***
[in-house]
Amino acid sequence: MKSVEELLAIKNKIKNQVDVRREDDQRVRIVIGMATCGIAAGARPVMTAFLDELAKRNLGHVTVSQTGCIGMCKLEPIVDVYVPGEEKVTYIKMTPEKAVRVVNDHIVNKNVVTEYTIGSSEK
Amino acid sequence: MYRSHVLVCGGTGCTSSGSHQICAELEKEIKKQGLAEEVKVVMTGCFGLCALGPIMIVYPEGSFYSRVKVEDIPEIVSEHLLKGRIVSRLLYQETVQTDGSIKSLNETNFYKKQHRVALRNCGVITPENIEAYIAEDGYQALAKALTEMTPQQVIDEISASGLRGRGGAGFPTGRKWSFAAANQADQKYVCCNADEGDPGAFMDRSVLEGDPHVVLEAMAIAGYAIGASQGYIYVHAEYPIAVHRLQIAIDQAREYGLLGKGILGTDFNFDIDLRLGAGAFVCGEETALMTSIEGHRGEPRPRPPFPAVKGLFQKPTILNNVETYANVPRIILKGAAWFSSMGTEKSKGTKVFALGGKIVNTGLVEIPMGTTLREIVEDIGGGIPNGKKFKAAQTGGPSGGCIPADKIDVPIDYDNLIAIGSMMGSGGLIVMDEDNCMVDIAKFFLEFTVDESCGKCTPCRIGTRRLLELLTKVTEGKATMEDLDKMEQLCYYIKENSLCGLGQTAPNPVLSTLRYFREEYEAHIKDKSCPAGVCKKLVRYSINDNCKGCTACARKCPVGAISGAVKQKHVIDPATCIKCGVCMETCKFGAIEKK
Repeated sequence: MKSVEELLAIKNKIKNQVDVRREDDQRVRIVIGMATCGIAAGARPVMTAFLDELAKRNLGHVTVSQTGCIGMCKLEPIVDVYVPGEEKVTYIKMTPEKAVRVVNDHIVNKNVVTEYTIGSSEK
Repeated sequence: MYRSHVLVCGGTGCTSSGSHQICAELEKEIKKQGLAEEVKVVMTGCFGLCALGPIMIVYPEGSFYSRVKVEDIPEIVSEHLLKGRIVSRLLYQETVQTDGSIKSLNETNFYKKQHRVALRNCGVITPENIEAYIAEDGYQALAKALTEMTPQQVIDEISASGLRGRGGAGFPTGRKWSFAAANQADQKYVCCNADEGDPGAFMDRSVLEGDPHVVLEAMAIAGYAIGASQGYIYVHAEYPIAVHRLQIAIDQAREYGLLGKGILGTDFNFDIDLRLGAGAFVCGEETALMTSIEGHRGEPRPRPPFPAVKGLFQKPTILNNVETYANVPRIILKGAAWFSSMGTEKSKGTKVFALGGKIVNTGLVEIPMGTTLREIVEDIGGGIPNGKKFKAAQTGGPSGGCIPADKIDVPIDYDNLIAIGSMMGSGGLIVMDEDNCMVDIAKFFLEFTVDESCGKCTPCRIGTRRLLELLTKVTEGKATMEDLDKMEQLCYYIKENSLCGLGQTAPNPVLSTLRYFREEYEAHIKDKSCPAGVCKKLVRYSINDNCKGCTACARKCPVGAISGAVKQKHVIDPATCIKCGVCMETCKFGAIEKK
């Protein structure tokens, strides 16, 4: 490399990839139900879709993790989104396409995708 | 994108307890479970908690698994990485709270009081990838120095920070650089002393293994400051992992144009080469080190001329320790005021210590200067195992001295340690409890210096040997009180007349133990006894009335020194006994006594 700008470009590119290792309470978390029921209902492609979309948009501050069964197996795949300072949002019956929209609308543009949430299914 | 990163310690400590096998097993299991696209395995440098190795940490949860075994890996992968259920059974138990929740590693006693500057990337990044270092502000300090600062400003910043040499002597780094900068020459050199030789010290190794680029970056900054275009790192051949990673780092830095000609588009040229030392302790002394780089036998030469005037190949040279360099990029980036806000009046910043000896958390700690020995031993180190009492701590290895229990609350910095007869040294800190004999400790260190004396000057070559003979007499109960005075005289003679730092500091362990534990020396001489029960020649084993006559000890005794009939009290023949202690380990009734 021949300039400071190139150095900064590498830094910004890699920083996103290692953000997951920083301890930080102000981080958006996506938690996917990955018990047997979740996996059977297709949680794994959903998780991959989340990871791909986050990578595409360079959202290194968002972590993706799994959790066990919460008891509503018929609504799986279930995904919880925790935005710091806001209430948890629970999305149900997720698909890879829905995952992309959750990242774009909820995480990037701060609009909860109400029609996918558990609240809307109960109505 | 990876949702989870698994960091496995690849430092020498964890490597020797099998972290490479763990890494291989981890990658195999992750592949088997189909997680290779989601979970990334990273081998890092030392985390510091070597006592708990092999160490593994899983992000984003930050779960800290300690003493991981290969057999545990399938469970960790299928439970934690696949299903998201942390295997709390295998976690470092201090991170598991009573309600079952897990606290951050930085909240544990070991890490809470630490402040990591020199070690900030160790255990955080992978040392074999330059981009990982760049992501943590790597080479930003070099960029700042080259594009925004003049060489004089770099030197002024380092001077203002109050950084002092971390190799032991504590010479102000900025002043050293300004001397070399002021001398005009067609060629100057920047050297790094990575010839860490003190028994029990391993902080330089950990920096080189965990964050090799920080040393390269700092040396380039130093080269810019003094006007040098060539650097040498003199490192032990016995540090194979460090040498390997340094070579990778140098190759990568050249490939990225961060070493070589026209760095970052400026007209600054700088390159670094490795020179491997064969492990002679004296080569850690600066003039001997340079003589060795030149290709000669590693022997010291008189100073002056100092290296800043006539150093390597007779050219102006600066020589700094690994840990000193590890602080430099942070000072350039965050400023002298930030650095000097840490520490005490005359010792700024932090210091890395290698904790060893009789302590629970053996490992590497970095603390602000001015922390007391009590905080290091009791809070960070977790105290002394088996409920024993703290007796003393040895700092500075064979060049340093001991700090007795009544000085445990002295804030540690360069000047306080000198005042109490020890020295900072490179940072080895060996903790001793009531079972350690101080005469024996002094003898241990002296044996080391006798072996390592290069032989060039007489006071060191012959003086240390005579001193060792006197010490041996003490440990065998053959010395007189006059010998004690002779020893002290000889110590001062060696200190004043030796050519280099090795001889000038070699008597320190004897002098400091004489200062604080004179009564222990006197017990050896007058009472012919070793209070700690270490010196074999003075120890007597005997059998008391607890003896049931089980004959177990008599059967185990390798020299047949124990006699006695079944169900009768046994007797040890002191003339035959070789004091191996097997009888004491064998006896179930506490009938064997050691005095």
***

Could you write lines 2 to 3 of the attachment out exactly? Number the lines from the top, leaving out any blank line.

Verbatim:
Amino acid sequence: MKSVEELLAIKNKIKNQVDVRREDDQRVRIVIGMATCGIAAGARPVMTAFLDELAKRNLGHVTVSQTGCIGMCKLEPIVDVYVPGEEKVTYIKMTPEKAVRVVNDHIVNKNVVTEYTIGSSEK
Amino acid sequence: MYRSHVLVCGGTGCTSSGSHQICAELEKEIKKQGLAEEVKVVMTGCFGLCALGPIMIVYPEGSFYSRVKVEDIPEIVSEHLLKGRIVSRLLYQETVQTDGSIKSLNETNFYKKQHRVALRNCGVITPENIEAYIAEDGYQALAKALTEMTPQQVIDEISASGLRGRGGAGFPTGRKWSFAAANQADQKYVCCNADEGDPGAFMDRSVLEGDPHVVLEAMAIAGYAIGASQGYIYVHAEYPIAVHRLQIAIDQAREYGLLGKGILGTDFNFDIDLRLGAGAFVCGEETALMTSIEGHRGEPRPRPPFPAVKGLFQKPTILNNVETYANVPRIILKGAAWFSSMGTEKSKGTKVFALGGKIVNTGLVEIPMGTTLREIVEDIGGGIPNGKKFKAAQTGGPSGGCIPADKIDVPIDYDNLIAIGSMMGSGGLIVMDEDNCMVDIAKFFLEFTVDESCGKCTPCRIGTRRLLELLTKVTEGKATMEDLDKMEQLCYYIKENSLCGLGQTAPNPVLSTLRYFREEYEAHIKDKSCPAGVCKKLVRYSINDNCKGCTACARKCPVGAISGAVKQKHVIDPATCIKCGVCMETCKFGAIEKK